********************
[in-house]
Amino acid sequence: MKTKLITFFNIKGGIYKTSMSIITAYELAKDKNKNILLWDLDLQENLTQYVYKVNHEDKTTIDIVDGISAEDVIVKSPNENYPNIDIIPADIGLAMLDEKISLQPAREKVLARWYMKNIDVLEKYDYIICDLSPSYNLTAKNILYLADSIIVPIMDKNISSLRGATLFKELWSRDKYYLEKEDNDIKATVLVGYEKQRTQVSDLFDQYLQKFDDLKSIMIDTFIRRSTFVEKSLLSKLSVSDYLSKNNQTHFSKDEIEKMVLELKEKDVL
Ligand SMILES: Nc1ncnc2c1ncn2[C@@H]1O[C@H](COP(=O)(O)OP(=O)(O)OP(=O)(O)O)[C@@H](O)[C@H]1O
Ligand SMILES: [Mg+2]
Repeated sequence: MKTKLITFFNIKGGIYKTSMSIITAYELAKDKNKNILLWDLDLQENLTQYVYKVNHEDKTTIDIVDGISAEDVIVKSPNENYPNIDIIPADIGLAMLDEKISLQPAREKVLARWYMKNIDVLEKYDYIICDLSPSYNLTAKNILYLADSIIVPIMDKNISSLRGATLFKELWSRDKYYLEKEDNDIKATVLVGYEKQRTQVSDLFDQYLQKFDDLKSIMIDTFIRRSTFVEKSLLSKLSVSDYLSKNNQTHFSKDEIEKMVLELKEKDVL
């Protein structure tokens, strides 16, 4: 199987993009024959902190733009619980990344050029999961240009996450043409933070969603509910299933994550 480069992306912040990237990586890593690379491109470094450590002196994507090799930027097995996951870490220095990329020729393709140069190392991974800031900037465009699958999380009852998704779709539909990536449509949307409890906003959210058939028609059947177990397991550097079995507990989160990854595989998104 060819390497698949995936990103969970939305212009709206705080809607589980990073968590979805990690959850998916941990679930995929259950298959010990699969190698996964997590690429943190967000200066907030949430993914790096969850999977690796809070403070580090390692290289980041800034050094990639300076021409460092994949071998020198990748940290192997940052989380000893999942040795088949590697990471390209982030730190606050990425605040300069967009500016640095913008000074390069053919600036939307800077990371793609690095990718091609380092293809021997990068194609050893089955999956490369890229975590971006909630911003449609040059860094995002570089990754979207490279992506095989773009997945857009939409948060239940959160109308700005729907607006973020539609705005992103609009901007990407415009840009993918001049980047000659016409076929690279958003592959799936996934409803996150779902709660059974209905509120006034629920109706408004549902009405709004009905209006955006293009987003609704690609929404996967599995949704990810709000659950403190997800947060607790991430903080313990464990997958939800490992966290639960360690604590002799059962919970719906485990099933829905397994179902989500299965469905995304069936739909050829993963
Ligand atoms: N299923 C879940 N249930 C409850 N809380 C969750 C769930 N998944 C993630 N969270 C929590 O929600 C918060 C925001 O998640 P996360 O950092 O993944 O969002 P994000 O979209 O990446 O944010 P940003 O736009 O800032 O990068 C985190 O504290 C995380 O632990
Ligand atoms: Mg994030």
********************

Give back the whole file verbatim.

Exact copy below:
[in-house]
Amino acid sequence: MKTKLITFFNIKGGIYKTSMSIITAYELAKDKNKNILLWDLDLQENLTQYVYKVNHEDKTTIDIVDGISAEDVIVKSPNENYPNIDIIPADIGLAMLDEKISLQPAREKVLARWYMKNIDVLEKYDYIICDLSPSYNLTAKNILYLADSIIVPIMDKNISSLRGATLFKELWSRDKYYLEKEDNDIKATVLVGYEKQRTQVSDLFDQYLQKFDDLKSIMIDTFIRRSTFVEKSLLSKLSVSDYLSKNNQTHFSKDEIEKMVLELKEKDVL
Ligand SMILES: Nc1ncnc2c1ncn2[C@@H]1O[C@H](COP(=O)(O)OP(=O)(O)OP(=O)(O)O)[C@@H](O)[C@H]1O
Ligand SMILES: [Mg+2]
Repeated sequence: MKTKLITFFNIKGGIYKTSMSIITAYELAKDKNKNILLWDLDLQENLTQYVYKVNHEDKTTIDIVDGISAEDVIVKSPNENYPNIDIIPADIGLAMLDEKISLQPAREKVLARWYMKNIDVLEKYDYIICDLSPSYNLTAKNILYLADSIIVPIMDKNISSLRGATLFKELWSRDKYYLEKEDNDIKATVLVGYEKQRTQVSDLFDQYLQKFDDLKSIMIDTFIRRSTFVEKSLLSKLSVSDYLSKNNQTHFSKDEIEKMVLELKEKDVL
């Protein structure tokens, strides 16, 4: 199987993009024959902190733009619980990344050029999961240009996450043409933070969603509910299933994550 480069992306912040990237990586890593690379491109470094450590002196994507090799930027097995996951870490220095990329020729393709140069190392991974800031900037465009699958999380009852998704779709539909990536449509949307409890906003959210058939028609059947177990397991550097079995507990989160990854595989998104 060819390497698949995936990103969970939305212009709206705080809607589980990073968590979805990690959850998916941990679930995929259950298959010990699969190698996964997590690429943190967000200066907030949430993914790096969850999977690796809070403070580090390692290289980041800034050094990639300076021409460092994949071998020198990748940290192997940052989380000893999942040795088949590697990471390209982030730190606050990425605040300069967009500016640095913008000074390069053919600036939307800077990371793609690095990718091609380092293809021997990068194609050893089955999956490369890229975590971006909630911003449609040059860094995002570089990754979207490279992506095989773009997945857009939409948060239940959160109308700005729907607006973020539609705005992103609009901007990407415009840009993918001049980047000659016409076929690279958003592959799936996934409803996150779902709660059974209905509120006034629920109706408004549902009405709004009905209006955006293009987003609704690609929404996967599995949704990810709000659950403190997800947060607790991430903080313990464990997958939800490992966290639960360690604590002799059962919970719906485990099933829905397994179902989500299965469905995304069936739909050829993963
Ligand atoms: N299923 C879940 N249930 C409850 N809380 C969750 C769930 N998944 C993630 N969270 C929590 O929600 C918060 C925001 O998640 P996360 O950092 O993944 O969002 P994000 O979209 O990446 O944010 P940003 O736009 O800032 O990068 C985190 O504290 C995380 O632990
Ligand atoms: Mg994030």